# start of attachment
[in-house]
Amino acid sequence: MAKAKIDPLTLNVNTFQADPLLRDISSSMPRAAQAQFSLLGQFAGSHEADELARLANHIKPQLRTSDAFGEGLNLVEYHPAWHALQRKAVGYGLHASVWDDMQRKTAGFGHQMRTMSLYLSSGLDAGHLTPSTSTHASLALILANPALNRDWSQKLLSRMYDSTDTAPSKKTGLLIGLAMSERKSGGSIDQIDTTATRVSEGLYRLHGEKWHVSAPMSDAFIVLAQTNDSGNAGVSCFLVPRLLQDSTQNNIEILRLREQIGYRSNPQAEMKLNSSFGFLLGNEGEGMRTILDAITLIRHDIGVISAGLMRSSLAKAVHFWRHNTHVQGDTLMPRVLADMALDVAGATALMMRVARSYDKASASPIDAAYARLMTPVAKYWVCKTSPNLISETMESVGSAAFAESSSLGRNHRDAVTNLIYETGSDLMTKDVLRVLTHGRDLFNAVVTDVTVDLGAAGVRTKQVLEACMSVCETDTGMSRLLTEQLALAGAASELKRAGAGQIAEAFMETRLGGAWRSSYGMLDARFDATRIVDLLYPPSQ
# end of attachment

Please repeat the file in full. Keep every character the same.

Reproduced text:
[in-house]
Amino acid sequence: MAKAKIDPLTLNVNTFQADPLLRDISSSMPRAAQAQFSLLGQFAGSHEADELARLANHIKPQLRTSDAFGEGLNLVEYHPAWHALQRKAVGYGLHASVWDDMQRKTAGFGHQMRTMSLYLSSGLDAGHLTPSTSTHASLALILANPALNRDWSQKLLSRMYDSTDTAPSKKTGLLIGLAMSERKSGGSIDQIDTTATRVSEGLYRLHGEKWHVSAPMSDAFIVLAQTNDSGNAGVSCFLVPRLLQDSTQNNIEILRLREQIGYRSNPQAEMKLNSSFGFLLGNEGEGMRTILDAITLIRHDIGVISAGLMRSSLAKAVHFWRHNTHVQGDTLMPRVLADMALDVAGATALMMRVARSYDKASASPIDAAYARLMTPVAKYWVCKTSPNLISETMESVGSAAFAESSSLGRNHRDAVTNLIYETGSDLMTKDVLRVLTHGRDLFNAVVTDVTVDLGAAGVRTKQVLEACMSVCETDTGMSRLLTEQLALAGAASELKRAGAGQIAEAFMETRLGGAWRSSYGMLDARFDATRIVDLLYPPSQ